Or it could be that Giuliani is planting a seed — just as he has many times before — knowing that there is something that has yet to come out about continued Trump efforts to do business in Russia even past June 2016.
It’s worth nothing that the Cohen plea deal didn’t explicitly say the Trump Tower Moscow efforts ended in June 2016; they merely say that’s when Cohen canceled his planned trip to Russia. The criminal information document didn’t include any further events.
But that date is important. Cohen canceled that trip “on or about June 14,” which probably not coincidentally is the day The Washington Post first reported Russia had hacked the Democratic National Committee. If Giuliani is hinting at something — and if the effort did persist past that date — that would mean Trump was continuing to pursue a project in Russia even as Russia’s illegal involvement in a U.S. election was coming into focus.
Again, it’s possible things did end that day and Giuliani is just being overly cautious. But he’s not the only one who has allowed for a longer timeline. Trump himself said recently that it was fair game for him to pursue business with Russia all the way through his election as president.
Here’s what Trump said Nov. 29, after Cohen’s plea deal came out:
We had a position to possibly do a deal to build a building of some kind in Moscow. I decided not to do it. The primary reason — there could have been other reasons. But the primary reason, it was very simple: I was focused on running for President.
There would be nothing wrong if I did do it. I was running my business while I was campaigning. There was a good chance that I wouldn’t have won, in which case I would have gotten back into the business. And why should I lose lots of opportunities?
Now, here’s the thing: Even if he was right, it doesn’t matter because I was allowed to do whatever I wanted during the campaign. I was running my business — a lot of different things — during the campaign.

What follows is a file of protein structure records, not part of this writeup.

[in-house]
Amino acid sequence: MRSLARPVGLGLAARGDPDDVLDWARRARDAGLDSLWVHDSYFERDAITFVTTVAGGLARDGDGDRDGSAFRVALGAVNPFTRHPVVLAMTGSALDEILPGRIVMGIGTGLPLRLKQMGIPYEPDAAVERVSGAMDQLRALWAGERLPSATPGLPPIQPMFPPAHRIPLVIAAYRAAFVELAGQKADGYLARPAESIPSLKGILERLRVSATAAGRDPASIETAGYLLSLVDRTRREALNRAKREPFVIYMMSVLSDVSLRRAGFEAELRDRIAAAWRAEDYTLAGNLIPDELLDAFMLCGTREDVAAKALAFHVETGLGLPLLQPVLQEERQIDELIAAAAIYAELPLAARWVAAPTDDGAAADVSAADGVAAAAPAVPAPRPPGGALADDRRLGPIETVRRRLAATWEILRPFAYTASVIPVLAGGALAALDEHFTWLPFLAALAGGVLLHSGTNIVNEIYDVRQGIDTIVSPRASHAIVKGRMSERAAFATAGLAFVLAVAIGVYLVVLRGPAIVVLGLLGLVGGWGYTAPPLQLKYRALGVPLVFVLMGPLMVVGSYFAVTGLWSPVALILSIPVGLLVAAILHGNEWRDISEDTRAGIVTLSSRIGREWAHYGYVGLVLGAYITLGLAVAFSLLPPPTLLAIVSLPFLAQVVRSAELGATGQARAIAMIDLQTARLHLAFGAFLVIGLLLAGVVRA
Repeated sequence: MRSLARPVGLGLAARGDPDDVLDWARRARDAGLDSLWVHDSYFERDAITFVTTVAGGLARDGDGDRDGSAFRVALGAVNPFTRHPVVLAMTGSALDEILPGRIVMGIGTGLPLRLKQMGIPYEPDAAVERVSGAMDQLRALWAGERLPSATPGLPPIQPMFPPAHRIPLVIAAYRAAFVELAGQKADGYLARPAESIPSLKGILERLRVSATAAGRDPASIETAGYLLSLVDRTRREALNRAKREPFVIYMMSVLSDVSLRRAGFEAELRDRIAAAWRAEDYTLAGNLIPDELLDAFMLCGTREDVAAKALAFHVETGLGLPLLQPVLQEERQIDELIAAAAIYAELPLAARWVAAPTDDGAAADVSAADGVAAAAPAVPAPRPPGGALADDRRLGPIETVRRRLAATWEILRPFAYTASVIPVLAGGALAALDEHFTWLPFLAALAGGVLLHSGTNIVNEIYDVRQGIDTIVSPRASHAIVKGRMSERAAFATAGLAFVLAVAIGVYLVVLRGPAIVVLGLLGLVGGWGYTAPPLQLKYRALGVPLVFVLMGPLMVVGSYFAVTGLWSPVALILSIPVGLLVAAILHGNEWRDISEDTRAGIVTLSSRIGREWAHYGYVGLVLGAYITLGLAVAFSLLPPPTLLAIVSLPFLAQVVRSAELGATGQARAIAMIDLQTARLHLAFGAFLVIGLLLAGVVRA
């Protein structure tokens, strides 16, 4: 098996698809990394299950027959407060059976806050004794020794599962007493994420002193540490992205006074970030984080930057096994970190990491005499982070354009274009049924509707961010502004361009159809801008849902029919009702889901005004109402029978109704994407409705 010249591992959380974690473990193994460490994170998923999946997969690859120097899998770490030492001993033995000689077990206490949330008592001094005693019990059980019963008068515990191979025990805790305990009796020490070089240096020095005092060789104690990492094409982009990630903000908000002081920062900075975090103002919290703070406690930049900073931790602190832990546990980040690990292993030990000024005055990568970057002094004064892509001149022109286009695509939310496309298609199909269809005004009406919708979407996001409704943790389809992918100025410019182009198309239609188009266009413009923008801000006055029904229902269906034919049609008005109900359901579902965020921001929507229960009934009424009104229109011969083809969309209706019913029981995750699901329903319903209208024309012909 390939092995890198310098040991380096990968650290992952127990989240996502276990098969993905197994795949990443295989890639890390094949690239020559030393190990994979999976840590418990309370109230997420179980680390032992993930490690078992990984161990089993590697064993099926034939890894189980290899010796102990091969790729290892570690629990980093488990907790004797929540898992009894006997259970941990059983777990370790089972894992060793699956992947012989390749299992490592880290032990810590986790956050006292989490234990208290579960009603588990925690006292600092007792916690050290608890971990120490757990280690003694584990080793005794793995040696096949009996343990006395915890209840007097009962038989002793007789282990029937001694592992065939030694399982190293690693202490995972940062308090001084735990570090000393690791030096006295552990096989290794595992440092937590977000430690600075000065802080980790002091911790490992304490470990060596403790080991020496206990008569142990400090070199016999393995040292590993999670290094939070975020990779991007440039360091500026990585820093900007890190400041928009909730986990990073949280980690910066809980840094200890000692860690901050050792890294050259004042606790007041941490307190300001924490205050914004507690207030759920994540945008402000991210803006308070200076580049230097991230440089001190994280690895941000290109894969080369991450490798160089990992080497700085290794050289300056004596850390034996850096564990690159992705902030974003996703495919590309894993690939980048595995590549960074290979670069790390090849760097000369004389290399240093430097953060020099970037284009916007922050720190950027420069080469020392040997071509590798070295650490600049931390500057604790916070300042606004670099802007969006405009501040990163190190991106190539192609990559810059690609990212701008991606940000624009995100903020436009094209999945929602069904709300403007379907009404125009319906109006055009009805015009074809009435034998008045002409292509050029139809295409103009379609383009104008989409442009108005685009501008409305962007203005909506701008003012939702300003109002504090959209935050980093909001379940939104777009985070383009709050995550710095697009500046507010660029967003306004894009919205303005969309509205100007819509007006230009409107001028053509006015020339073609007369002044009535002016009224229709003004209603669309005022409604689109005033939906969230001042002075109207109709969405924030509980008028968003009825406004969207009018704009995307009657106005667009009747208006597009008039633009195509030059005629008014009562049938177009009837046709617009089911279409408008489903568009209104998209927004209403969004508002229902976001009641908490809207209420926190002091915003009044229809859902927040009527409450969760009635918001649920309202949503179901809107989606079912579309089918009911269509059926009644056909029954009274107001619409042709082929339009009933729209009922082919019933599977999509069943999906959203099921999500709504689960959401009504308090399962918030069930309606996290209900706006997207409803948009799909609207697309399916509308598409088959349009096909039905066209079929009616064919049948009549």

So Trump has carved out the entire campaign as being fair game for trying to do business with Russia, and now so has Giuliani.
We know this is an area of interest for Mueller. The fact that he reached a guilty plea with Cohen on this specific topic was always conspicuous. And since then, Mueller’s team has laid out an entire rationale for why Cohen’s pursuit of Trump business in Russia is important.
“The fact that Cohen continued to work on the project and discuss it with [Trump] well into the campaign was material to the ongoing congressional and [special counsel] investigations, particularly because it occurred at a time of sustained efforts by the Russian government to interfere with the U.S. presidential election,” Mueller’s team wrote.
It’s possible Mueller’s team didn’t want to show its hand and disclose that it knows these efforts went beyond June 2016. And if those efforts did in fact go on, that’s a whole new level of problematic — both in appearances and, judging by the above quote, with Mueller.
It sounds as if Trump and Giuliani, at the very least, aren’t sure enough that the efforts did stop then.